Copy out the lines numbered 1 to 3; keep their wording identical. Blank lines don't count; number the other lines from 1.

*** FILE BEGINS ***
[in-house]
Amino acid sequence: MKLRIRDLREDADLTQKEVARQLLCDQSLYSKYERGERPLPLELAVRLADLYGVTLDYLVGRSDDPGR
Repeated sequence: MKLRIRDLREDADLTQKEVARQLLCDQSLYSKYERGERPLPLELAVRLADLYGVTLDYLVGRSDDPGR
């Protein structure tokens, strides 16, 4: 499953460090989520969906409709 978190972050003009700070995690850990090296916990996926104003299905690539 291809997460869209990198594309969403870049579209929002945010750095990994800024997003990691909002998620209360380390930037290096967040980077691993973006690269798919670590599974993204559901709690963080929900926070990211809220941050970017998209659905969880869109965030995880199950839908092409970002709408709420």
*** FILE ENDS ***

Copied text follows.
[in-house]
Amino acid sequence: MKLRIRDLREDADLTQKEVARQLLCDQSLYSKYERGERPLPLELAVRLADLYGVTLDYLVGRSDDPGR
Repeated sequence: MKLRIRDLREDADLTQKEVARQLLCDQSLYSKYERGERPLPLELAVRLADLYGVTLDYLVGRSDDPGR